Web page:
pooldintegrated into the Lightning Terminal, download the latest release of LiT and follow the installation instructions of LiT
Pool needs to be connected to an
lndnode running somewhere. We assume here that the
lndnode is running and set up in a way that Pool can connect to it. Consult the installation guide for more information on how to set up and configure
lndis configured with the default values and is running on the same machine,
pooldwill be able to connect to it automatically and can be started by simply running:
If you're using Lightning Terminal then you can just run
Creating an account has two parameters: the size of the account, and the expiry of an account. The funds for the account will be pulled from your
lndwallet. Create an account by running the following command:
$ pool accounts new --amt=50000000 --expiry_height=1773394 --conf_target=6
Once at least 3 blocks have passed (in the alpha), the account will be confirmed and ready for use:
Run the following command to view account details:
$ pool accounts list
There are two types of orders in the current version of Pool: asks, and bids. You submit an ask when you have some coins that you want to lease out as inbound liquidity for a certain period of time (expressed in blocks), at a fixed rate compounded per block. You submit a bid when you need to acquire inbound liquidity (ability to receive), for a given amount of time (again expressed in blocks), paying out a fixed rate that compounds per-block.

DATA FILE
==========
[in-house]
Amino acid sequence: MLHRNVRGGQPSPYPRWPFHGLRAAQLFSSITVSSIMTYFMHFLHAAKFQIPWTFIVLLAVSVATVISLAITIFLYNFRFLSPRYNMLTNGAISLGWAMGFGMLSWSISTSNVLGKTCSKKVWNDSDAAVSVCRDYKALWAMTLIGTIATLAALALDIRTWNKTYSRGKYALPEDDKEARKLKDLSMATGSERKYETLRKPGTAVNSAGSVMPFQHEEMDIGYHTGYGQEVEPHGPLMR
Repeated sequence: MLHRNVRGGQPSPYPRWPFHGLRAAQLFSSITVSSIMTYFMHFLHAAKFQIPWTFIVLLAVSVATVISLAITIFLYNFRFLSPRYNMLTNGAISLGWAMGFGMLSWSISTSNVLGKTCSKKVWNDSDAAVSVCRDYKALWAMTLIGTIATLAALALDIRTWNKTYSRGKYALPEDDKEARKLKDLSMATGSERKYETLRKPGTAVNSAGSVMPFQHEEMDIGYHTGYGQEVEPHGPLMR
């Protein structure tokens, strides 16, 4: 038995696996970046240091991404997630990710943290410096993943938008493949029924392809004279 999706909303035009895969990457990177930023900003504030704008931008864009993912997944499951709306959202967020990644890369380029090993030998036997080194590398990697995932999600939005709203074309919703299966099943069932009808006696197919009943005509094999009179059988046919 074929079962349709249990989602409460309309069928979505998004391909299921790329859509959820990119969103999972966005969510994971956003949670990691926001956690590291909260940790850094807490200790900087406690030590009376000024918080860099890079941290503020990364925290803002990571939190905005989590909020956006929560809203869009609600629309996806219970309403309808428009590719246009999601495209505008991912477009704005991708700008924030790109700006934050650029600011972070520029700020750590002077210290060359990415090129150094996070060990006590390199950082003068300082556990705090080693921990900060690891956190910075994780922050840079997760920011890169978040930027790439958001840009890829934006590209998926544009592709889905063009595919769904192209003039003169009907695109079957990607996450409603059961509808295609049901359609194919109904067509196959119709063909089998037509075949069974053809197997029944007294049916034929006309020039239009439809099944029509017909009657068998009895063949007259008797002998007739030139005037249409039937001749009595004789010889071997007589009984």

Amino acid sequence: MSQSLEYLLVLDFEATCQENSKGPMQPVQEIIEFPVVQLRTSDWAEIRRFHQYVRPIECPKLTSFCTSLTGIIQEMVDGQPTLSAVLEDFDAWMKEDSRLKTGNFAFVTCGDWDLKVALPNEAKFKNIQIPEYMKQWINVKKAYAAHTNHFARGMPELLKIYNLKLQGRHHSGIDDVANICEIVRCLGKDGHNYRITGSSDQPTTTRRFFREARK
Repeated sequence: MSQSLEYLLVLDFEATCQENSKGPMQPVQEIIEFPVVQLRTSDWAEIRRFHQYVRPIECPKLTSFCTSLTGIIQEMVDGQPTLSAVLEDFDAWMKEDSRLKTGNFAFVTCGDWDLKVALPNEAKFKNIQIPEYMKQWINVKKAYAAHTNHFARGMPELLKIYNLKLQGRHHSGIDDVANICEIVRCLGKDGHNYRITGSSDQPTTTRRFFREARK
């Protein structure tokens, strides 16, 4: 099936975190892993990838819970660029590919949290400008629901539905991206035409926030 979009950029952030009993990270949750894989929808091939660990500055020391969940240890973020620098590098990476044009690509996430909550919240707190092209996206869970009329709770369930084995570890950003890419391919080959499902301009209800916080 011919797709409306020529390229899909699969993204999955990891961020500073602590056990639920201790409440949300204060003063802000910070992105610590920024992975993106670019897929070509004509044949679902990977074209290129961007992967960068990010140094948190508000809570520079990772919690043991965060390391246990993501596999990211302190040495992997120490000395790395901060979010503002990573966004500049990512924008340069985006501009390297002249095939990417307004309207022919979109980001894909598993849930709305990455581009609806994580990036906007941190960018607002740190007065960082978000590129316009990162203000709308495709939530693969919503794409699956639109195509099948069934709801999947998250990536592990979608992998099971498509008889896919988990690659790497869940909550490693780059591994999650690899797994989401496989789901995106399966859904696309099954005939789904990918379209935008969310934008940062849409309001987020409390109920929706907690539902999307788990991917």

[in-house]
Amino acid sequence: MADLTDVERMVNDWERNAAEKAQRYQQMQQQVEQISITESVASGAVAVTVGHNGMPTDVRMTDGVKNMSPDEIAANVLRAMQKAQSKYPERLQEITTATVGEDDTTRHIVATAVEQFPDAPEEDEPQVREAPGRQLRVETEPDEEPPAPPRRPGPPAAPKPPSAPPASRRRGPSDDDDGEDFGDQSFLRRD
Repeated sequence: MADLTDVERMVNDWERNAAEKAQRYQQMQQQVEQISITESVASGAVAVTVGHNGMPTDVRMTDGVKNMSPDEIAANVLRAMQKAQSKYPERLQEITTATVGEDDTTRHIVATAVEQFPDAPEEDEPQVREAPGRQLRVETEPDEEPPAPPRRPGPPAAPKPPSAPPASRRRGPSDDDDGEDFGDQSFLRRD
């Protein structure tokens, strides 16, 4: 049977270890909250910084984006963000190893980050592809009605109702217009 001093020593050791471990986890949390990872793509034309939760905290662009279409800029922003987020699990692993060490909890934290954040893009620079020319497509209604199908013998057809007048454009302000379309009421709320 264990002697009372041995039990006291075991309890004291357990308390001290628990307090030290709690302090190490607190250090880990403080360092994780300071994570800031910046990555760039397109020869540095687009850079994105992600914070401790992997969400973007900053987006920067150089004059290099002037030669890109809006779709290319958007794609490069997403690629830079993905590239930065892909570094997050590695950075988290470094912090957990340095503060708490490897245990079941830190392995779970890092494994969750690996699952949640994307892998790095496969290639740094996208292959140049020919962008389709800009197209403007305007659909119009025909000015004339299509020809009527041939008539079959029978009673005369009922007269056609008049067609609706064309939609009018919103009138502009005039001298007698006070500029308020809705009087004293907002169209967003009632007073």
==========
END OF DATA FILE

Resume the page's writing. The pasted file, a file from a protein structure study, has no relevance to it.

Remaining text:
To submit a bid:
$ pool orders submit bid
Be sure to add the following flags:
The interest rate that should be earned over the total lease duration.
The amount of liquidity to offer in satoshis. Must be a multiple of the base unit (100k sat).
The account's trader key to use to pay for the offered liquidity, the order submission fee and chain fees.
We can then check out the order we just placed with the following command:
$ pool orders list
Once an order has been matched in an auction, the
pool auction leasescommand can be used to examine your current set of purchased/sold channel leases. An example output looks something like the following:
$ pool auction leases
Here we can see that a channel sold for 40k satoshis, and ended up paying 5k satoshis in chain and execution fees, netting a cool 35k satoshi yield. Within the actual auction, these numbers will vary based on the chain fee rate, the market prices, and also the execution fees. Users can constraint how much chain fees they'll pay by setting the
--max_batch_fee_rateargument when submitting orders.